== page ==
Next Story

Social Media Giant Facebook to Bring New Tools to Protect 2020 US Elections

Facebook also announced an initial investment of $2 million to support projects that empower people to determine what to read and share - both on Facebook and elsewhere

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The Facebook mobile app on an Android smartphone. Wikimedia Commons

Stung by spread of fake news and privacy violations, Facebook on Monday announced several new tools to protect 2020 US elections from being manipulated by nation-state bad actors, and avoid the repeat of 2018 presidential elections hit by Russian interference.

The social networking giant launched “Facebook Protect” to secure the accounts of elected officials, candidates, their staff and others who may be particularly vulnerable to targeting by hackers and foreign adversaries.

“Beginning today, Page admins can enroll their organization’s Facebook and Instagram accounts in ‘Facebook Protect’ and invite members of their organization to participate in the programme as well,” said three top Facebook executives in a lengthy blog post.

Participants will be required to turn on two-factor authentication, and their accounts will be monitored for hacking, such as login attempts from unusual locations or unverified devices.

“If we discover an attack against one account, we can review and protect other accounts affiliated with that same organization that are enrolled in our programme,” said Guy Rosen, VP of Integrity at Facebook.

The company said it has seen people failing to disclose the organization behind their Page as a way to make people think that a Page is run independently.

To address this, Facebook is adding more information about who is behind a Page, including a new “Organizations That Manage This Page” tab that will feature the Page’s “Confirmed Page Owner”, including the organization’s legal name and verified city, phone number or website.

Initially, this information will only appear on Pages with large US audiences that have gone through Facebook’s business verification.

A new US Presidential candidate spend tracker will share ad details across national, state and regional levels.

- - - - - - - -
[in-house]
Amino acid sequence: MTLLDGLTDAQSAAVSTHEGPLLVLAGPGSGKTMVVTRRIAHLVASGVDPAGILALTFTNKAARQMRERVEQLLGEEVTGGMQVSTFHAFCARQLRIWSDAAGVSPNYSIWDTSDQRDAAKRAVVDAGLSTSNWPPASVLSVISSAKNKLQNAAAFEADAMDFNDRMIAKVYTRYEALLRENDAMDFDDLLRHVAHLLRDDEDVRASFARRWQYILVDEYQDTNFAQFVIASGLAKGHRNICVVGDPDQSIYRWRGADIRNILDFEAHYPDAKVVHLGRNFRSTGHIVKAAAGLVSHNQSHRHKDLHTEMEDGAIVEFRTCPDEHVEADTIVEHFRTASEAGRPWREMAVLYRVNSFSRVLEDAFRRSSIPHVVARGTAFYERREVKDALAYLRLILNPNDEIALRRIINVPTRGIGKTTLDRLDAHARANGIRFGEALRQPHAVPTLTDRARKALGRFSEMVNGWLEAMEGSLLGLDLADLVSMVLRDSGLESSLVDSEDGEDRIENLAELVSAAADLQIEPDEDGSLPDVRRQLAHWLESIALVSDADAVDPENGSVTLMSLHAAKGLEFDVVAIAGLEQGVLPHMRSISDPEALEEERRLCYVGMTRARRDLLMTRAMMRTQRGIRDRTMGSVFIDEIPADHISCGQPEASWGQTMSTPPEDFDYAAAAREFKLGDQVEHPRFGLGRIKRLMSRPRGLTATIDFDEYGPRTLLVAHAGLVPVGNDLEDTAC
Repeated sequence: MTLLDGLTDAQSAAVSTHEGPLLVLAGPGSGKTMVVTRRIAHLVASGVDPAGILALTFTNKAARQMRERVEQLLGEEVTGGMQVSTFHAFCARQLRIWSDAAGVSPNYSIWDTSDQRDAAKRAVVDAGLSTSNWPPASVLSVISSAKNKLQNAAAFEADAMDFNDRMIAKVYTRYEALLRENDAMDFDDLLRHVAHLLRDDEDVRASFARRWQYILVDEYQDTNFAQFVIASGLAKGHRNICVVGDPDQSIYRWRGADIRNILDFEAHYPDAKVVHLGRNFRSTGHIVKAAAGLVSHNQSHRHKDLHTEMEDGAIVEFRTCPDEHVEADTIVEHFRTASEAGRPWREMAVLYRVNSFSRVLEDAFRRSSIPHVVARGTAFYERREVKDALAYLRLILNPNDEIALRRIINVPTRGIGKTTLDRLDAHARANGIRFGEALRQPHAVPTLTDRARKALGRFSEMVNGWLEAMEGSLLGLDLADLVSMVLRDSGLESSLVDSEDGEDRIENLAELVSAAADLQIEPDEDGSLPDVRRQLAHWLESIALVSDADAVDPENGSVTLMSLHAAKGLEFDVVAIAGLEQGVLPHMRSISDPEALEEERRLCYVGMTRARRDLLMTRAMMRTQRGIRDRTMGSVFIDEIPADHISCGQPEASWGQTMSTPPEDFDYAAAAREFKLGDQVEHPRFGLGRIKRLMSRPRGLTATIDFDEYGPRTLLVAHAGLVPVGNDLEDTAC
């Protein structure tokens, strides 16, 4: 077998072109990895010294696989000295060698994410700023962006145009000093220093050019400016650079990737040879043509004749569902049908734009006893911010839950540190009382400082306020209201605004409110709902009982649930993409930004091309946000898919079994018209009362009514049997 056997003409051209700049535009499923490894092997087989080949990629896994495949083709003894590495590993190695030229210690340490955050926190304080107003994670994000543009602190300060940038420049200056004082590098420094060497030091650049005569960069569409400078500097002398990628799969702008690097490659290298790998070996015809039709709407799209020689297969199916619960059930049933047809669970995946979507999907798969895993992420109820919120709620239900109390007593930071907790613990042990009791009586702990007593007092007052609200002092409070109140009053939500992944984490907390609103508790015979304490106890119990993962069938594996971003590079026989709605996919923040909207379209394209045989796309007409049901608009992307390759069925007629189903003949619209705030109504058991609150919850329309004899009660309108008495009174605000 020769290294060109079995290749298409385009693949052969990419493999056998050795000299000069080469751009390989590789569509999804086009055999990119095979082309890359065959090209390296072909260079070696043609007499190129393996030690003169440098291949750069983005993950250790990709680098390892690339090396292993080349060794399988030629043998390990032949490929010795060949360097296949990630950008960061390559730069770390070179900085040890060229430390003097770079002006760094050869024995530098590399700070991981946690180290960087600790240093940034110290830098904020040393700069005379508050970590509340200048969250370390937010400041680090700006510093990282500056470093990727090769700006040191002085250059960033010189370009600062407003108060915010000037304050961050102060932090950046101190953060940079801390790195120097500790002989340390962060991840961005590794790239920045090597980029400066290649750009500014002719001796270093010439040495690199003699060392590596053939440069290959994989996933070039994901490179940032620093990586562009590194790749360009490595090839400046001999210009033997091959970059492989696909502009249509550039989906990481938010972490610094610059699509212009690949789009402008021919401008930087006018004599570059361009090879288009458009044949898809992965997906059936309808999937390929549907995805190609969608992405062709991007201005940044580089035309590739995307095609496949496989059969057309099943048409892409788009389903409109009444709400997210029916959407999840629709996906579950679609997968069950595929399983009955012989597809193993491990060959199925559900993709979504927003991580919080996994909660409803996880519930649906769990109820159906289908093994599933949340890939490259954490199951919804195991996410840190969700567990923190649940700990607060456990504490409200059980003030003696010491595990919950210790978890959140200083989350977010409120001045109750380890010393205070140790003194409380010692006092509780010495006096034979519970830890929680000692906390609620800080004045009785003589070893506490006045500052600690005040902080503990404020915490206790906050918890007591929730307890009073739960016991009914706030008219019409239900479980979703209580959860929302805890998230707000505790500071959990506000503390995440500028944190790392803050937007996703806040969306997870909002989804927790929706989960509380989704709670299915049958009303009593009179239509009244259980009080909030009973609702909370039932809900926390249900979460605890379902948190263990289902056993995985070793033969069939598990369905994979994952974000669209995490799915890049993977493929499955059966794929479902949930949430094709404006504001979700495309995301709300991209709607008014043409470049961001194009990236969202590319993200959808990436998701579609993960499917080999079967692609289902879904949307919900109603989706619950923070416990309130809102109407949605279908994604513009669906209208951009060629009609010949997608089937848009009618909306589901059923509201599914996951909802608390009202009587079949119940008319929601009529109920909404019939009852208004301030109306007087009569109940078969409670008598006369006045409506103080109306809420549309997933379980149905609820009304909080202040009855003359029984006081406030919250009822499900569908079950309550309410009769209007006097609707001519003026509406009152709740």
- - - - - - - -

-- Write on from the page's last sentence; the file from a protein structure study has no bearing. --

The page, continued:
facebook, instant games
FILE – Attendees walk past a Facebook logo during Facebook Inc’s F8 developers conference in San Jose, California, United States. VOA

“We’ll also make it clear if an ad ran on Facebook, Instagram, Messenger, or the Audience Networks,” said Facebook.

Next month, Facebook will begin labelling media outlets that are wholly or partially under the editorial control of their government as state-controlled media.

This label will be on both their Page and in Facebook Ad Library.

“We will hold these Pages to a higher standard of transparency because they combine the opinion-making influence of a media organization with the strategic backing of a state,” said Katie Harbath, Public Policy Director, Global Elections.

Facebook said it will update the list of state-controlled media on a rolling basis beginning in November.

In early 2020, Facebook plans to expand its labeling to specific posts and apply these labels on Instagram as well.

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The company said that over the next month, content across Facebook and Instagram that has been rated false or partly false by a third-party fact-checker will start to be more prominently labeled so that people can better decide for themselves what to read, trust and share.

“The labels below will be shown on top of false and partly false photos and videos, including on top of Stories content on Instagram, and will link out to the assessment from the fact-checker,” informed Nathaniel Gleicher, Head of Cybersecurity Policy and Rob Leathern, Director of Product Management.

Facebook also announced an initial investment of $2 million to support projects that empower people to determine what to read and share – both on Facebook and elsewhere. (IANS)